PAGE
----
• dimck421
    dimck421 Posts: 203 ✭✭✭

    @Marie Grace you turned your books into text books! Good idea! I made something of an index for mine. Some recipes are real go to's, and I have them in an index, stating book and page. Some I have based on an ingredient.

  • dimck421
    dimck421 Posts: 203 ✭✭✭

    @Mary Linda Bittle you bunch sounds a lot like mine! Substitute "game" for vegetarian. lol I landed a way old book from the 4H Club. It has to be one of my favorites. Second favorite was the churches in the area created a regular who is who of the kitchen sort of book. I quite enjoy those recipes.

  • dimck421
    dimck421 Posts: 203 ✭✭✭

    @judsoncarroll4 Wow. I never knew margarine was once pink. I never cook with it or Crisco, though Crisco did do something nice for oatmeal cookies. Then I educated myself on the two products. Frightening information.

  • dimck421
    dimck421 Posts: 203 ✭✭✭

    @naomi.kohlmeier I have a book like that too! lol It measures ingredients via the coffee cup. I have some massive coffee cups, so I am guessing that is not what the writer of the recipe mean. I love some of the terms...sweet milk, for example. My grandma used that term, so the book often makes me think of her. She never used a recipe though. She said measurin' just hasta feel right. Seemed to work well for her!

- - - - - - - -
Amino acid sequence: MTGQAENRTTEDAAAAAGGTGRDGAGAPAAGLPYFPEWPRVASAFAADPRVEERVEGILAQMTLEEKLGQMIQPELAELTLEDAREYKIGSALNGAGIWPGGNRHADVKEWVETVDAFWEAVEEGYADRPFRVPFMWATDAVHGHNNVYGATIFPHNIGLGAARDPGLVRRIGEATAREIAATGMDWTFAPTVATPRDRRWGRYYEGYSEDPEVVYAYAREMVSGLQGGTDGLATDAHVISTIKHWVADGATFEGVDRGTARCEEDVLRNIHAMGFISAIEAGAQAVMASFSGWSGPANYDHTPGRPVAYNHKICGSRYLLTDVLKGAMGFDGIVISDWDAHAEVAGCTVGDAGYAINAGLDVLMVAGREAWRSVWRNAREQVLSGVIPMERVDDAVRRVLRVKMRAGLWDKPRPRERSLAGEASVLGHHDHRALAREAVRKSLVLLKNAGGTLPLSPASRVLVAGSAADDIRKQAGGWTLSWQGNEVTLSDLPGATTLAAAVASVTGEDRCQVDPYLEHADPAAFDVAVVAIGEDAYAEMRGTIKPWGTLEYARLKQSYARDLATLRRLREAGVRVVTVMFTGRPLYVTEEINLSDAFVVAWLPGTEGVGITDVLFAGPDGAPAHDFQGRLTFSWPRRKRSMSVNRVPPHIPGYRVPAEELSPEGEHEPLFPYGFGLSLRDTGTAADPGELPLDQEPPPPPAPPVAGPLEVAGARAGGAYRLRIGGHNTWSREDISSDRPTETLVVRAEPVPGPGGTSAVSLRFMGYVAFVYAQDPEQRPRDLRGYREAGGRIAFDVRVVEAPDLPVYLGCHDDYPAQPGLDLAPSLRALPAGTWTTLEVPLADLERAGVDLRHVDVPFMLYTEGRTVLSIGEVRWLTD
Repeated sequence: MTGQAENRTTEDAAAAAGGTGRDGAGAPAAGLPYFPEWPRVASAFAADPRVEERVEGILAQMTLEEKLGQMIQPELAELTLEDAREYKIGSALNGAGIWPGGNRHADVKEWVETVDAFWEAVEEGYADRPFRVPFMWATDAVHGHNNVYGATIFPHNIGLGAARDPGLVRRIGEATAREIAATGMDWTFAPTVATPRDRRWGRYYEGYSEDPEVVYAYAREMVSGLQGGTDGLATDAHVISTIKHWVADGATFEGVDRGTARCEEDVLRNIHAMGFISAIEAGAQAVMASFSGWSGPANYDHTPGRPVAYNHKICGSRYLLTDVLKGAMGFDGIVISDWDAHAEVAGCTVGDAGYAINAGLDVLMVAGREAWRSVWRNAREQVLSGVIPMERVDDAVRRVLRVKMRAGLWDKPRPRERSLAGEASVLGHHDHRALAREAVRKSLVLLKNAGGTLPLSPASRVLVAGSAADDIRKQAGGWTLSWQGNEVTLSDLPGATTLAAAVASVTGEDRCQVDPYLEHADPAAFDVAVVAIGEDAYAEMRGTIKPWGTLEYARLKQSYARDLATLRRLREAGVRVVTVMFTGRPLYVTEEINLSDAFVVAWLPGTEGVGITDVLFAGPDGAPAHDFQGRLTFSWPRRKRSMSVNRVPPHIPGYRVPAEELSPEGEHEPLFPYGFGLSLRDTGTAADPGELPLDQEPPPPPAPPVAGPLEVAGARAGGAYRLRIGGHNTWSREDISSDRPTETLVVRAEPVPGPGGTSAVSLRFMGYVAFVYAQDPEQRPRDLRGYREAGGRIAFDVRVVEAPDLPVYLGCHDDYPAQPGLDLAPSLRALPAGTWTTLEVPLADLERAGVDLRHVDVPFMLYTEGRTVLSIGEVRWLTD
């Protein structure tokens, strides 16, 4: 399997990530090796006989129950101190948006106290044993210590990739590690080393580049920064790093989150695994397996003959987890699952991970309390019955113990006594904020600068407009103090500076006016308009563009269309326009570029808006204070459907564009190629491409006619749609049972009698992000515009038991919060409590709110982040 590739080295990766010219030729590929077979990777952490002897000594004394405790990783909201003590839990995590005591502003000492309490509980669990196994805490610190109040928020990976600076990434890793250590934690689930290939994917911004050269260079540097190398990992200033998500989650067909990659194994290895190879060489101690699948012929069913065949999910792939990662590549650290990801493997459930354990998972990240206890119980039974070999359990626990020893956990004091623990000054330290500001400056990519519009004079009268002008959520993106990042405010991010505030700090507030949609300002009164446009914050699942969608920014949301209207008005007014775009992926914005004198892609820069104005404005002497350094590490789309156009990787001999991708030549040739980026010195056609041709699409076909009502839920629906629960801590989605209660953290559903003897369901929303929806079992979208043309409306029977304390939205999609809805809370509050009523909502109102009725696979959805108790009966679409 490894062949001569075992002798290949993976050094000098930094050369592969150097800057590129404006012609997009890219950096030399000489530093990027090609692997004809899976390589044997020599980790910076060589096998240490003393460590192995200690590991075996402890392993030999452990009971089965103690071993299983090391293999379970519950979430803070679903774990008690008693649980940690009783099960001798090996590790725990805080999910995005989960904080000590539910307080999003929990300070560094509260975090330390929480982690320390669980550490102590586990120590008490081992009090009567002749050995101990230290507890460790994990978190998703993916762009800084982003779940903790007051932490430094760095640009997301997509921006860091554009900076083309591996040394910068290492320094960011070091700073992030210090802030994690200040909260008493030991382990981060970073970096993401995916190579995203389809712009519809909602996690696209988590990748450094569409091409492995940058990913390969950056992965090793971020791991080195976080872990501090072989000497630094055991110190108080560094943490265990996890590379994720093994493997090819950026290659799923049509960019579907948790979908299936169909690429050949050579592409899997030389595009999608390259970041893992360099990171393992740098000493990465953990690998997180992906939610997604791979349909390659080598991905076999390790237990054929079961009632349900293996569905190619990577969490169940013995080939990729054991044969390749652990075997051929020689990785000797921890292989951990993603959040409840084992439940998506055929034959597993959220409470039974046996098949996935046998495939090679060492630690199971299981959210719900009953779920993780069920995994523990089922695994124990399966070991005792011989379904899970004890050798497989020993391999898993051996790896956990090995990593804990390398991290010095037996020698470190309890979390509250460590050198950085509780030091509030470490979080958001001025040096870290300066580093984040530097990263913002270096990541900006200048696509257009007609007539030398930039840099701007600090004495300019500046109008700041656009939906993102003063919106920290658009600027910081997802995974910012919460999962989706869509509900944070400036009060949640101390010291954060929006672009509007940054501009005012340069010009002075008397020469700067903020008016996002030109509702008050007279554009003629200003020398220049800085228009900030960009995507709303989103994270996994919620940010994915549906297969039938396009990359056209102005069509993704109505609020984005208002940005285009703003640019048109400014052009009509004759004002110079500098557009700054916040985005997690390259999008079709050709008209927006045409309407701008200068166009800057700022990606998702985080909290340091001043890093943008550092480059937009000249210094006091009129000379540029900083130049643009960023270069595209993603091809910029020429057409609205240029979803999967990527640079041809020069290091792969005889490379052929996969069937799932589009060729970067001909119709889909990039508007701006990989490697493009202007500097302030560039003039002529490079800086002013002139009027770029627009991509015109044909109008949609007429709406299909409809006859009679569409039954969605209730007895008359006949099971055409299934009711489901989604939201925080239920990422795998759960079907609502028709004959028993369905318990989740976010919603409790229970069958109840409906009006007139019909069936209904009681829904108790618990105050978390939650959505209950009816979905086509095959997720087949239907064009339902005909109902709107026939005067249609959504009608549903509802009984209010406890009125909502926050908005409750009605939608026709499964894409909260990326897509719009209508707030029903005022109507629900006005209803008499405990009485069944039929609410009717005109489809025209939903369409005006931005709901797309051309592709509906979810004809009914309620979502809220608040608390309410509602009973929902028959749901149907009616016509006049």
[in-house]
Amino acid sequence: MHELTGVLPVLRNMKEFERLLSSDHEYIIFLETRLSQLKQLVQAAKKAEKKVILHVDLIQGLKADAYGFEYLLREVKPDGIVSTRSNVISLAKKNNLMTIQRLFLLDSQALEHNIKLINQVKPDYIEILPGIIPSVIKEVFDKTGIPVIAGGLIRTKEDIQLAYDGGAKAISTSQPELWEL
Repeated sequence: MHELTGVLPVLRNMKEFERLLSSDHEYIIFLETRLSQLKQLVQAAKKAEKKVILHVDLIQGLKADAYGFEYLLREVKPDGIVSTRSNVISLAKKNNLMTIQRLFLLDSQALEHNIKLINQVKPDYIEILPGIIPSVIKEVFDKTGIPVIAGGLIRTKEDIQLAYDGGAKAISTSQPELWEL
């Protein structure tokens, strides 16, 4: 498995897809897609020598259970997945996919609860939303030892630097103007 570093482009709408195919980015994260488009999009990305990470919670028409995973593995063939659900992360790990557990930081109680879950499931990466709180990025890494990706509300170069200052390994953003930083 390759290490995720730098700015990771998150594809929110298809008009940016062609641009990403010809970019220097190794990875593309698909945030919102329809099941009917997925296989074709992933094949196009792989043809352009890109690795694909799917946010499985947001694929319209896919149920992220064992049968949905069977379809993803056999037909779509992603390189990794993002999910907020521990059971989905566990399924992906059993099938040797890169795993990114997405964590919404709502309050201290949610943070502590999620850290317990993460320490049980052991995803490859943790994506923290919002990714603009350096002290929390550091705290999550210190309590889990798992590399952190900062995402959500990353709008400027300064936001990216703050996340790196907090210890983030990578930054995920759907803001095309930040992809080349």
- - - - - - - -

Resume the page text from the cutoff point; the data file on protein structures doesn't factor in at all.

• judsoncarroll4
    judsoncarroll4 Posts: 5,461 admin

    Yeah, it really is. I agree that shortening does sometimes result in a nicer texture, but I can't use it anymore due to that.

  • judsoncarroll4
    judsoncarroll4 Posts: 5,461 admin

    PS. be sure to pick up a copy of "The Virginia Housewife" by Mary Randolph - first cookbook published in America, by a distant ancestor of mine

  • VickiP
    VickiP Posts: 586 ✭✭✭✭

    Yes! I also like the old ones. Another type I am fond of are the local ones. I am sure everyone has seen them. They are put out by churches, clubs, schools etc. I really like the tried and true recipes they contain.

  • KimWilson
    KimWilson Posts: 197 ✭✭✭

    A few days ago, while cleaning out storage, I found a few precious pages from a scrapbook of my mother's favorite recipes.

  • nksunshine27
    nksunshine27 Posts: 343 ✭✭✭

    i have about 40 cookbooks. i'm always looking for ones that help me cook with a wood cookstove.

    @dimck421 and @judsoncarroll4 my great grandma use to use crisco for her pie crust, but then they changed the recipe. i use lard in recipes that call for crisco. and i dont use margerine but butter.

  • Torey
    Torey Posts: 5,640 admin
  • shllnzl
    shllnzl Posts: 1,820 ✭✭✭✭✭

    @dimck421 @judsoncarroll4 I grew up in Wisconsin, the dairy state. People had to go to Illinois to buy margarine, done because the cost was way cheaper. I distinctly remember breaking the color dot (yellow with pink spot) to knead the color into the white, Crisco looking stuff. No one knew how unhealthy the stuff was/is.

    Even today, there is no awareness of how unhealthy the modern "food" items are. We are prone to trusting our food supply.

  • judsoncarroll4
    judsoncarroll4 Posts: 5,461 admin

    That is very true. I have to go to SC just to buy raw milk. The grocery stores in NC won't carry anything but ultra pasteurized. I have repeatedly asked for just pasteurized instead - they look at me like I'm crazy. THey think the word ultra makes it better, when in truth, it is lower quality.